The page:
POD: A fishing boat owned by myself and skippered by John Healey. So they were steaming west and they’re putting a spin on this too that the thing was planned between myself and the skipper of the Rachel Mary. But we were just doing our work they way we always do – and this is what we’re up against and this is saddening me. In fact he never heard the Mayday – his radio was on another channel at the time. He’d seen the boat in the water and knew it was in trouble – that it was low down below the water line. He nearly ran us down in the life raft. Martin was inside and I was out – and I stuck my head out and blew a whistle. One of the lads heard me and they came out onto the port side and they picked us up. And while that was all happening…
MC: So it was them who actually got you out of the water?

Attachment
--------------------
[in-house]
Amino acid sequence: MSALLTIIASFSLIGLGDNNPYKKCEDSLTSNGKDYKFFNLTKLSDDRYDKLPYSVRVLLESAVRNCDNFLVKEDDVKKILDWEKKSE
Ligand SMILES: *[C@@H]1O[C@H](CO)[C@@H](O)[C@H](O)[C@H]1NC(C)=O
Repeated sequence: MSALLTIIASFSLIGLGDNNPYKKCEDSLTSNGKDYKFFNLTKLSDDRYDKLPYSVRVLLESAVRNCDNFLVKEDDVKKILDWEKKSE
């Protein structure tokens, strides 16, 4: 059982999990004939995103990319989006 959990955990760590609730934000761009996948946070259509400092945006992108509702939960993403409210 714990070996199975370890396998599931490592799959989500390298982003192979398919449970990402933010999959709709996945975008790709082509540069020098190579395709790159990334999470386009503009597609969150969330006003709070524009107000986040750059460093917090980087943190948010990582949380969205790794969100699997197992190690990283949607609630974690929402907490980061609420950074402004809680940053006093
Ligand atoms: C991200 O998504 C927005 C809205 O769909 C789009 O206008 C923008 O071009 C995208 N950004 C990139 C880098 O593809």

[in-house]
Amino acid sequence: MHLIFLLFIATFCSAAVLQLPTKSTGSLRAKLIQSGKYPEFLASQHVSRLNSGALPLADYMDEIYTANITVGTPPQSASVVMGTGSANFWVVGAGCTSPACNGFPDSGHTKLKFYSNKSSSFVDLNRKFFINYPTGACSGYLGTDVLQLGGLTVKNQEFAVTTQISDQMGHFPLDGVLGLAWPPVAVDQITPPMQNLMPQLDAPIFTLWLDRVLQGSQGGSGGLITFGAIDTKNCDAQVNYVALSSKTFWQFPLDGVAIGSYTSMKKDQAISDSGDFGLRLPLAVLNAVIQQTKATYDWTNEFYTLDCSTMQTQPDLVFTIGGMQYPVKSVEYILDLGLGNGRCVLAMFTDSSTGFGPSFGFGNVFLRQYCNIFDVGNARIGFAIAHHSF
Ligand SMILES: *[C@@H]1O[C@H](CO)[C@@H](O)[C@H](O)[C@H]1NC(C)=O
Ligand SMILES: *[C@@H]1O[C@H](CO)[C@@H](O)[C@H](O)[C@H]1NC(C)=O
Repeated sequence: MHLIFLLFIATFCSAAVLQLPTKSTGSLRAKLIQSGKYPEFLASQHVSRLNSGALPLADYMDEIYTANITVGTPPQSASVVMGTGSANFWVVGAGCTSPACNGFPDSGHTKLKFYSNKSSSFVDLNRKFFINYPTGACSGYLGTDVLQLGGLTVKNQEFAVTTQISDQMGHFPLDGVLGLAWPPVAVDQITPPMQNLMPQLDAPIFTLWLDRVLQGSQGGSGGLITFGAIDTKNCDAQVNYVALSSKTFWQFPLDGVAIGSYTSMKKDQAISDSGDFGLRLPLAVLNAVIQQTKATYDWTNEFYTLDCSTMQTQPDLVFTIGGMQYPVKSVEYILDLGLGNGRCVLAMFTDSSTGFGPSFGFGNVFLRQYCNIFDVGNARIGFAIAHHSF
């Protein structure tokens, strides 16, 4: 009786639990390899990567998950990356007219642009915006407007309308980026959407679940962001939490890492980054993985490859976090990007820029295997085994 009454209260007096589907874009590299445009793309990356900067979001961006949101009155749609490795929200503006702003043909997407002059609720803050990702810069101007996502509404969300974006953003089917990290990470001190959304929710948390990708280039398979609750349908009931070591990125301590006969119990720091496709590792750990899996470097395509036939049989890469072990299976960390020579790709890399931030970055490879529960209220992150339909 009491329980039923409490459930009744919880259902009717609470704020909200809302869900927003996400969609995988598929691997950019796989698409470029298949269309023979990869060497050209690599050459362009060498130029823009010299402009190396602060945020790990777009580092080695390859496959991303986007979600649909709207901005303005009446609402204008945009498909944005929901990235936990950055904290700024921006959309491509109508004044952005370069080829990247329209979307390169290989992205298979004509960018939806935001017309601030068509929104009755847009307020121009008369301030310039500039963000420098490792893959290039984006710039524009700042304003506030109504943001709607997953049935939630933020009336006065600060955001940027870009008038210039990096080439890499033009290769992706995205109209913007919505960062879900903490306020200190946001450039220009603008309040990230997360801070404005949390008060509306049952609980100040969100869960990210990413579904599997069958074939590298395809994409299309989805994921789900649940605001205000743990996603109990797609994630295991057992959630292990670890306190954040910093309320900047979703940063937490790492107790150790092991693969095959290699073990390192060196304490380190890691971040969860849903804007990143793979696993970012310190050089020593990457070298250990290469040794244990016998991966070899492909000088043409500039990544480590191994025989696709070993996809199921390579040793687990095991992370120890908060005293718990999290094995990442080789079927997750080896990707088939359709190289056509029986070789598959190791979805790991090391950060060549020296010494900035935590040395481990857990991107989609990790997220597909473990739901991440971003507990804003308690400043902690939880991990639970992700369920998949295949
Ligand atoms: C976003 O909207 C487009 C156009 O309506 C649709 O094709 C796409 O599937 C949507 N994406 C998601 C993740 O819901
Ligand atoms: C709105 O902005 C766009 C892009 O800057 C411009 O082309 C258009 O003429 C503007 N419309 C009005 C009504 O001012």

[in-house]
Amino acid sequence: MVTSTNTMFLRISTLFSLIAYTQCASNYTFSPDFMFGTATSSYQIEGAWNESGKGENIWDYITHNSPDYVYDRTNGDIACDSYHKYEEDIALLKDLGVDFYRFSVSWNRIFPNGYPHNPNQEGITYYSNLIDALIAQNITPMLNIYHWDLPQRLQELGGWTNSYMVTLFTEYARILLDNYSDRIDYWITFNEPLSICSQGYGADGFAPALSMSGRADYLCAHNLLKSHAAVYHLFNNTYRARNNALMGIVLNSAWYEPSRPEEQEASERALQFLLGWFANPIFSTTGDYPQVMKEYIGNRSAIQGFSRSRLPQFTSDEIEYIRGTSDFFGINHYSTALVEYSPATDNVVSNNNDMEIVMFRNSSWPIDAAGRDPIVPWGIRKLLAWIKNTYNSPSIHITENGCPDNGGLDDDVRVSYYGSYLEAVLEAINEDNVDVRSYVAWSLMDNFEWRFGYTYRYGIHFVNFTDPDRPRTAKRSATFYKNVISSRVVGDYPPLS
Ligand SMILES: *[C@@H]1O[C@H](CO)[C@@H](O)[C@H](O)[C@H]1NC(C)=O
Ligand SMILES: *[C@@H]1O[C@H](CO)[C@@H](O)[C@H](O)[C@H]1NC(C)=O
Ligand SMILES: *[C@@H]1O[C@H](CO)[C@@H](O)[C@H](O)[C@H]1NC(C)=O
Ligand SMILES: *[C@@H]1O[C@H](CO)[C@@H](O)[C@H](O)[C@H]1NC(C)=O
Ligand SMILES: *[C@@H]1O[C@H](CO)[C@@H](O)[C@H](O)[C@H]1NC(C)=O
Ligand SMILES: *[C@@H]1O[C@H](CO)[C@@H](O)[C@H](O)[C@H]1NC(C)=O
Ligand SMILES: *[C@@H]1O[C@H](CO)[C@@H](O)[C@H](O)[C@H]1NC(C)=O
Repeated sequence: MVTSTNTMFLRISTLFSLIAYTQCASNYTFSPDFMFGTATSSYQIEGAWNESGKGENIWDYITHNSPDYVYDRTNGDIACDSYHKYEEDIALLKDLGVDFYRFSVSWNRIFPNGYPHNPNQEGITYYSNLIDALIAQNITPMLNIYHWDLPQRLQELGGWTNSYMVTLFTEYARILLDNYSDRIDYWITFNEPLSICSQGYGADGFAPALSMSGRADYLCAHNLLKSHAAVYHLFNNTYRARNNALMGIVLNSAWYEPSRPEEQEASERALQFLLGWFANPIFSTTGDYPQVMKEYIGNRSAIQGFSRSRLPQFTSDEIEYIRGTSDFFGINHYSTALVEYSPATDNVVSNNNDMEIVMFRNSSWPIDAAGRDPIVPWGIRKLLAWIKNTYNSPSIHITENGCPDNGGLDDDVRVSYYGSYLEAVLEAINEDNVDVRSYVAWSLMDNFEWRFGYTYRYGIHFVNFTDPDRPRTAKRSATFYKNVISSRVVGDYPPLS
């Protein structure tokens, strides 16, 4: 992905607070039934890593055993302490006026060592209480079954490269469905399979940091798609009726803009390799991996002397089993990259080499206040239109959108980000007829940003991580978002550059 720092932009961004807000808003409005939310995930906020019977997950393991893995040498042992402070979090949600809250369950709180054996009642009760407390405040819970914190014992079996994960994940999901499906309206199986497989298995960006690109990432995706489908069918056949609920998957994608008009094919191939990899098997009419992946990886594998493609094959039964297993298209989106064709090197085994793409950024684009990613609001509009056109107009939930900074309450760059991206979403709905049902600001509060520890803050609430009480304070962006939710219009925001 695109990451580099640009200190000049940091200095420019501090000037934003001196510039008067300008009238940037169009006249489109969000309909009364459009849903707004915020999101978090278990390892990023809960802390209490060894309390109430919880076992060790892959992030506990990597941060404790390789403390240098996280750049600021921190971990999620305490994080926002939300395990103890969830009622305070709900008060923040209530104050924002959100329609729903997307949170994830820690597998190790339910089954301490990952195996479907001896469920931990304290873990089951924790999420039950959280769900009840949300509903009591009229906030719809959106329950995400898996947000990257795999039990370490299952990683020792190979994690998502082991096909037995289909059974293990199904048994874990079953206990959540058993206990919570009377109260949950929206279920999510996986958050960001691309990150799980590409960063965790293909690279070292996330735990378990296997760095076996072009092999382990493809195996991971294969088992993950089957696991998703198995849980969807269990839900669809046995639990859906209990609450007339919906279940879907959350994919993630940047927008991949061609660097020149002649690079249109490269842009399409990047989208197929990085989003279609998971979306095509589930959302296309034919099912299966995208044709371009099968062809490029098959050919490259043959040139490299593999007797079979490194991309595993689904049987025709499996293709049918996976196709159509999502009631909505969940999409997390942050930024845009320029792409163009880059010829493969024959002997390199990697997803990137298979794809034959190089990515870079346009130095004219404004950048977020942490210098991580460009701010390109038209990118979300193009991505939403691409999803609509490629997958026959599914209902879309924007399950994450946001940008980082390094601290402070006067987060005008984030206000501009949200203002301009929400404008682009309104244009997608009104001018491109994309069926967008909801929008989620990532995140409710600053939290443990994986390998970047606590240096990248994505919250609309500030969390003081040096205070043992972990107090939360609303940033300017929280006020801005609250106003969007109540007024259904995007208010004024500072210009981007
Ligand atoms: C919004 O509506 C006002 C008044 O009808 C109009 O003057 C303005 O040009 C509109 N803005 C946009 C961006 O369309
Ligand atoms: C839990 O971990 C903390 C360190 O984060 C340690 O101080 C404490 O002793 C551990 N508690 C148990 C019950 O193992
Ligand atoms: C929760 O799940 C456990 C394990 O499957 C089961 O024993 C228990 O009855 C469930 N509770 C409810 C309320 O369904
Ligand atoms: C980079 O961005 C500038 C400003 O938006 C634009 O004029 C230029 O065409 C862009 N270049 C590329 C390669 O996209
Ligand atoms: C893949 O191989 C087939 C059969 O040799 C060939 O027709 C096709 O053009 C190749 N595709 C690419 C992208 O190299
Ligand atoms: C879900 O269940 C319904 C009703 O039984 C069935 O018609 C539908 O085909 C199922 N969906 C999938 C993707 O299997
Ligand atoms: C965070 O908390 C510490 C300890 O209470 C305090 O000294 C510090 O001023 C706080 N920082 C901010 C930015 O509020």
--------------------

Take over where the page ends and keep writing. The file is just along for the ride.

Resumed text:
POD: Yes. Immediately after them was the Garda in their RIB. And immediately after that was the life boat. In fairness they were fast I must say from once I put out the call for the lifeboat. So the next thing was the lads were making a cup of tea for us…but what is surprising is I told the Garda station that these attackers had gone straight north. And instead of the Garda RIB heading straight north to try and find them they came up alongside us and escorted us in. There is no justice here! You know what they are saying now? The Garda are saying now that they don’t believe this , that when they went out there they didn’t see anyone. The attackers were about half an hour gone. These RIBs make about 40 knots at least, so you are talking about – they’d have been gone about 15 miles straight north. Instead of our boys heading straight north when I gave that information to the station, they just went out to the scene, turned around and came up alongside us. The Rachel Mary did take us all the way to the pier. The Lifeboat crew tried to take us off the Rachel Mary but the sea was too rolly – we were afraid there would be a bit of damage done so they decided to head back in with us on the Rachel Mary. But they took us up to the lifeboat station. I was all wet from the rowing – I had been down on my knees and there was water all over the place. They gave me trousers, a pair of socks and a jacket. Martin I’d say was suffering between the fright and the whole lot, perished with the cold and with hypothermia – they put one of them tin foil sheets around him and put him in the ambulance. So he was treated for that and I was treated for shock. We landed at Castlebar at the hospital. We might have been a couple of hours there or an hour and a half – all time is gone out of my head. But I couldn’t believe when we were released from the hospital – when we were discharged, just outside the casualty door we met four detectives.